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Microsoft to revamp portal software

The software kingpin is updating its SharePoint Portal Server software to support the company's overarching .Net strategy to move computing to the Web.

Microsoft plans to announce on Monday revamped software that could make it easier for businesses to build portal Web sites.

The software kingpin is updating its SharePoint Portal Server software to support the company's overarching .Net strategy to move computing to the Web. The updated software, slated for availability in the middle of next year, will allow nontechnical employees to build corporate portals on their own without the help of software developers, said Jeff Teper, Microsoft's SharePoint general manager.

Microsoft competes with BEA Systems, IBM, Oracle, Sybase, Sun Microsystems and others that sell software that permits businesses to give employees a central Web site to access their e-mail, calendars and corporate resources, such as internal sales data, as well as news and information on the Web. SharePoint is part of Microsoft's family of .Net e-business infrastructure software products, which includes the SQL Server 2000 database.

Microsoft plans to integrate portions of its existing portal software into future versions of the Windows server operating system, Teper said. The portal technology to be added into Windows contains Web Parts, which are small elements of information--such as e-mail, news and sales forecast reports--that can be combined into a portal site. More specifically, the Web Parts technology will be built into the .Net Framework, which automates many development tasks. The .Net Framework is technology being built into Windows.

Microsoft's new portal software strategy will allow different departments within a corporation to easily build individual portal sites for their needs by pointing and clicking on a Web browser, he said. In the past, software programmers would have had the time-consuming task of building the portal sites.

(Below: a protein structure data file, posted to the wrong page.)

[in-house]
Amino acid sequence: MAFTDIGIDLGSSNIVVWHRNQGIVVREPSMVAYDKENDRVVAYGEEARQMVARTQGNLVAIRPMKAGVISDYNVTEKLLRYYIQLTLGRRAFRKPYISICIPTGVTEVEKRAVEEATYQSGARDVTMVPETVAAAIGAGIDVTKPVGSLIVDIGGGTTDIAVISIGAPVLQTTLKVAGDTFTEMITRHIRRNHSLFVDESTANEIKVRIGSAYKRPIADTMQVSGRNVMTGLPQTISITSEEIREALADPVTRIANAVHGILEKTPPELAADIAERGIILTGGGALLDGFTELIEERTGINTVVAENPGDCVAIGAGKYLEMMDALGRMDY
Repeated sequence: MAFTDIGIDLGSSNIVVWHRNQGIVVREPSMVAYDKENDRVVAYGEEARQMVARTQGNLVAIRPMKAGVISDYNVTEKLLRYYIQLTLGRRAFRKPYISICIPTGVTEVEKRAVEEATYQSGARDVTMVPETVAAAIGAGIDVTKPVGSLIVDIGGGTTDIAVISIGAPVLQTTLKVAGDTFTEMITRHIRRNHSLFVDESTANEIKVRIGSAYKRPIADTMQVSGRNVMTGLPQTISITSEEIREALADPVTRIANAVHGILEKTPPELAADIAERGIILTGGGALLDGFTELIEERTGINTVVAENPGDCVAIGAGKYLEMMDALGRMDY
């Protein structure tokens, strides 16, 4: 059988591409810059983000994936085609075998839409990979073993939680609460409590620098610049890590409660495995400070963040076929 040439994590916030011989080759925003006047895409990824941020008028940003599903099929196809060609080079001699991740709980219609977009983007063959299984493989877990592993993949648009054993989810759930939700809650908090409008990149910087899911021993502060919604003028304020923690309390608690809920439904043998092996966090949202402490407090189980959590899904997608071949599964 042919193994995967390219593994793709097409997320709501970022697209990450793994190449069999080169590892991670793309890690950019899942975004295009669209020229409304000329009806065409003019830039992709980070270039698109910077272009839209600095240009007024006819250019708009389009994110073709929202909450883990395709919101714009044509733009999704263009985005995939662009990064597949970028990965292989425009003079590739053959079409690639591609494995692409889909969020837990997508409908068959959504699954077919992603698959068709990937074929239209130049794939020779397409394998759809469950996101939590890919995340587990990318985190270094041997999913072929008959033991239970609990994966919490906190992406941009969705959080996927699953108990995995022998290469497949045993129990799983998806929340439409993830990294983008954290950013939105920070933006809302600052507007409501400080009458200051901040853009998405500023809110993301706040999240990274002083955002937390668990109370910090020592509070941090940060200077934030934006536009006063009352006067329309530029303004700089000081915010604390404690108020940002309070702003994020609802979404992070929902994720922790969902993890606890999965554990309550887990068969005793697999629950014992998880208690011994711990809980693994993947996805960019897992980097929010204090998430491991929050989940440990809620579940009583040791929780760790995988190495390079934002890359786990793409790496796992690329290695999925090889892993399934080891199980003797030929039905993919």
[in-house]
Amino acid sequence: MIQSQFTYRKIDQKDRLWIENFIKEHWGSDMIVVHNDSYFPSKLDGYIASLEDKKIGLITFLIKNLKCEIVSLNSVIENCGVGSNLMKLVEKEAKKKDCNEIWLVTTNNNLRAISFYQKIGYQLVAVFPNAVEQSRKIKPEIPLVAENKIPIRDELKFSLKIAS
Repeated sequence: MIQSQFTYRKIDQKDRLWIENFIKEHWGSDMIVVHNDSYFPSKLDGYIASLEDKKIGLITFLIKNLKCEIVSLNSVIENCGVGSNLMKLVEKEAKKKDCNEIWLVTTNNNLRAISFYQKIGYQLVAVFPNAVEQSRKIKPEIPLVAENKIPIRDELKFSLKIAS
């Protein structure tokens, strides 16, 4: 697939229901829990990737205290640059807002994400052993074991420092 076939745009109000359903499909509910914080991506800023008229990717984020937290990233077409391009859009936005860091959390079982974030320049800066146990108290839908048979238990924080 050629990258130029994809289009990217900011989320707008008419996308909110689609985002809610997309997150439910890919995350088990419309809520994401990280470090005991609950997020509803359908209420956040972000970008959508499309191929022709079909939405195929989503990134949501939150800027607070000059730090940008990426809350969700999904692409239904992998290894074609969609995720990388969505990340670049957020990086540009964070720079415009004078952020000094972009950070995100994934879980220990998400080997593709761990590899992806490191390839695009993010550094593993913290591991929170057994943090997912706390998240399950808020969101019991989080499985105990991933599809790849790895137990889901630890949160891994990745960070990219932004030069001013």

The SharePoint portal server-software will continue to exist as a standalone product, but will work in conjunction with the portal technology to be added into Windows, Teper said. For example, as part of future versions of the portal software and Windows, Microsoft will build in software that allows businesses to set up central areas for employees to collaborate on projects, share information and manage their documents.

The standalone SharePoint Portal Server will include search engine capabilities and offer the ability to integrate with a company's business applications software.

For example, sales managers could create a portal for their sales force and customize it by picking the information they want displayed, such as customer service information or internal sales data by region. The portal could also include a messaging area, where people could communicate and share ideas, Teper said.

In other news, Microsoft earlier this month released a new version of its Project software, which allows businesses to plan and administer projects.